Eddie Van Halen's Little Known Battle Against Racism Growing Up In Southern California!
Eddie Van Halen may have passed away as a music legend with throngs of followers, but things were not easy for him and his family growing up in Pasadena, California.
In fact, before Van Halen‘s rise to fame, both Eddie (pictured in 2016, above, along with inset from the 1992 American Music Awards) and brother Alex struggled with serious racism and discrimination issues because of their mixed-race identity. And now, after the former’s untimely death last week, fans and colleagues are looking back at his life — and realizing there were many unfortunate and difficult secret struggles throughout.
In a 2019 interview with Marc Maron for his WTF podcast, Van Halen bandmate David Lee Roth revealed quite a bit about how Alex and Eddie struggled fitting in around SoCal. The root cause? Their mother, Eugenia, had been born in Indonesia and their father Jan hailed from the Netherlands.
As Roth explained at the time, the brothers were often tormented as “half-breeds” growing up, and seen as the “other” to American kids unfamiliar because of their dual, immigrant heritage:
“It was a big deal. Those homeboys grew up in a horrifying racist environment to where they actually had to leave the country. They came to America and did not speak English as a first language in the early ’60s. Wow. So that kind of sparking, that kind of stuff, that runs deep.”
Eddie and Alex ended up forming Van Halen in 1972 in Pasadena, where Eugenia worked as a maid and Jan as a janitor. The rock star himself previously recalled multiple times how they grew up in a home they shared with two other families just to be able to afford to live in the area.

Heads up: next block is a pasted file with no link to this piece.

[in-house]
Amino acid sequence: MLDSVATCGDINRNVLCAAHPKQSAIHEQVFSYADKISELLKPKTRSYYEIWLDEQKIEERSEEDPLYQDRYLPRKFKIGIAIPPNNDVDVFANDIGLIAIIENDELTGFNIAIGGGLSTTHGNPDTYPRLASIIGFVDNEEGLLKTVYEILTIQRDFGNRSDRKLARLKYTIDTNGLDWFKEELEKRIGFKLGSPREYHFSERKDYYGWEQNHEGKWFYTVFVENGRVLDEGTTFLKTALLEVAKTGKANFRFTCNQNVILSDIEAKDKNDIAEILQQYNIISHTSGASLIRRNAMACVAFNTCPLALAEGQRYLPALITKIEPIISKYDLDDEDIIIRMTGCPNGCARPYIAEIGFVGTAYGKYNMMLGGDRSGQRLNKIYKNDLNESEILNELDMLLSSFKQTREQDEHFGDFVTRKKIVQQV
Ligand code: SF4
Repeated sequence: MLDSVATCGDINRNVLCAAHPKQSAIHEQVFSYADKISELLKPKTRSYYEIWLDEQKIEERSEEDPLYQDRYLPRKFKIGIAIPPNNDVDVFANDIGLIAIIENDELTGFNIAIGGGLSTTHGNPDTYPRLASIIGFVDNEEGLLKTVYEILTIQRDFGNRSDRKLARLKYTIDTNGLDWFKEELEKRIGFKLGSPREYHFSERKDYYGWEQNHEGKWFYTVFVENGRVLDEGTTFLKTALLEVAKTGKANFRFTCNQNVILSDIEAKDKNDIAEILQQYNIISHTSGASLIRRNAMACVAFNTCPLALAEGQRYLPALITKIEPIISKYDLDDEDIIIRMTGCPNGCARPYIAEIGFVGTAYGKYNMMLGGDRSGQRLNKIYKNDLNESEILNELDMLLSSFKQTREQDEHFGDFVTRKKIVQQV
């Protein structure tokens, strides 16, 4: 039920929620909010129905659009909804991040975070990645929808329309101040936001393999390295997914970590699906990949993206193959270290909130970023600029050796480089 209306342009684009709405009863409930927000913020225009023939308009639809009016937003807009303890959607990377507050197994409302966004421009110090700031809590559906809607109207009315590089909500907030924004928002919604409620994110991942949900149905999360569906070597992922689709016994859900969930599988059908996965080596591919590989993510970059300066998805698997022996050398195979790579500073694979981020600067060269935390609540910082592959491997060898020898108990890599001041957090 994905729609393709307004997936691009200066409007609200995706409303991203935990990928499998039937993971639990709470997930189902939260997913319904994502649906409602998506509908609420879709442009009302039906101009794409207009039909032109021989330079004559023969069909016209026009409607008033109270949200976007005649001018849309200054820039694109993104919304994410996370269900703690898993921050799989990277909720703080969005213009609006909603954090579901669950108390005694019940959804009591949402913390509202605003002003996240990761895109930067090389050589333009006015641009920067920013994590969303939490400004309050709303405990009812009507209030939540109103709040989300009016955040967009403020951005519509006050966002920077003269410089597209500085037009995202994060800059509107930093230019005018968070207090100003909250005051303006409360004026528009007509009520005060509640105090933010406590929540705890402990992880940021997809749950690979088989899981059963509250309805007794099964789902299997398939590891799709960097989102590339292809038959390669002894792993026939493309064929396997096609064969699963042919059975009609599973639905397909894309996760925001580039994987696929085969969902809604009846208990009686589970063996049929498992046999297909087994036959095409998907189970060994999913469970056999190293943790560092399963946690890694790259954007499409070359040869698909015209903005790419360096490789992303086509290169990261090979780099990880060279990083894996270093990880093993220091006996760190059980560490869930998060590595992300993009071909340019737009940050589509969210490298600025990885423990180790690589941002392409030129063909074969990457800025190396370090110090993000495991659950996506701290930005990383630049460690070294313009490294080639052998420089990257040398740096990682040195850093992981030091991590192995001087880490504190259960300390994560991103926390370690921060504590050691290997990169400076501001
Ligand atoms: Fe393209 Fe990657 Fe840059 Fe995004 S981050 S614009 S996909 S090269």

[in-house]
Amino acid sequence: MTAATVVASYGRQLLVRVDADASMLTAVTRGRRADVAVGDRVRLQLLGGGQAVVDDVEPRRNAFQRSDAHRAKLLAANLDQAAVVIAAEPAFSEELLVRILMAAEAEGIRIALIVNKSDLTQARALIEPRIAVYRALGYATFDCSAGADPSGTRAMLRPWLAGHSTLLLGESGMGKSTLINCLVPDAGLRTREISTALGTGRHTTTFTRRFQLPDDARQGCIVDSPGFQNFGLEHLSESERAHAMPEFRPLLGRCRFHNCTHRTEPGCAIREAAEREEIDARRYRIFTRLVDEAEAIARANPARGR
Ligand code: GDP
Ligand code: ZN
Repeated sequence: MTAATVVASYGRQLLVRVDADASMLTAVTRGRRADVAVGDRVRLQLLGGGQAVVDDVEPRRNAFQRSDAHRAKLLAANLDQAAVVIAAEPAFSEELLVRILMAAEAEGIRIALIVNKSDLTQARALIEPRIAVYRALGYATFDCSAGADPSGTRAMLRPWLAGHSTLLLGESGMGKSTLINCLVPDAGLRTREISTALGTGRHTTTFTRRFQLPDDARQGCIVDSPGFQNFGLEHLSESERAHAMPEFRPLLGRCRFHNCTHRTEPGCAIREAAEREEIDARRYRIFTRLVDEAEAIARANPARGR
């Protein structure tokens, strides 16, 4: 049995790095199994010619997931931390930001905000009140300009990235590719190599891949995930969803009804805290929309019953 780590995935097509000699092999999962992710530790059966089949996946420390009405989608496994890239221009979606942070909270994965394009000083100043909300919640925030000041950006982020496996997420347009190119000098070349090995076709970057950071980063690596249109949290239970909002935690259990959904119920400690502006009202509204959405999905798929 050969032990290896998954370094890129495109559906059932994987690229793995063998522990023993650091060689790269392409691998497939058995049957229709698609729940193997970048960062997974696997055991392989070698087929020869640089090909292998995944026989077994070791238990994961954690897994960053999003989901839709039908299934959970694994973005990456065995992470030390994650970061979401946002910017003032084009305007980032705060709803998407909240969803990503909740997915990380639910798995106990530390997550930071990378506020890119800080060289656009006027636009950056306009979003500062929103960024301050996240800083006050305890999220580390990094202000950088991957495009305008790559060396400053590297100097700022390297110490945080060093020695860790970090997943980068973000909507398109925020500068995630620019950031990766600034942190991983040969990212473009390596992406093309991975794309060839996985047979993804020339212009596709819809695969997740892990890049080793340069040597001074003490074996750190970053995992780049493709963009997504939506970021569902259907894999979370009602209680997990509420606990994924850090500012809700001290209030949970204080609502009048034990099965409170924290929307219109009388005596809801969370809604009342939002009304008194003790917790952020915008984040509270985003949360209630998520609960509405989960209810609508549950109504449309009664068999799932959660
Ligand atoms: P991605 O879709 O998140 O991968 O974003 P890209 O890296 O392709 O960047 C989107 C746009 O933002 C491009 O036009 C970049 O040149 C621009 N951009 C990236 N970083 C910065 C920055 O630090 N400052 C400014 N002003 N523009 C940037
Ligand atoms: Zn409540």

The late rocker himself also spoke about being a “second-class citizen” in America back in a 2017 interview, revealing some of his first friends were the Black students in school because he was considered a “minority” like them.
Eddie continued on from there in the now-three-year-old interview, noting:
“We already went through that in Holland, you know, first day, first grade. Now, you’re in a whole other country where you can’t speak the language, and you know absolutely nothing about anything and it was beyond frightening. I don’t even know how to explain but I think it made us stronger because you had to be. It was actually the white people that were the bullies. They would tear up my homework and papers, make me eat playground sand, all those things, and the Black kids stuck up for me.”
Obviously, it’s easy to say all’s well that ends well considering how much success Van Halen enjoyed across 12 studio albums and decades of world-class hard rock fame and fortune. But it really tempers all the happiness to know Eddie and his brother both struggled so much simply while trying to fit in as children in the United States. Something many can relate to, even as terrible things that continue to go on here in 2020, too.
Sure gives us something to think about as a country, doesn’t it?
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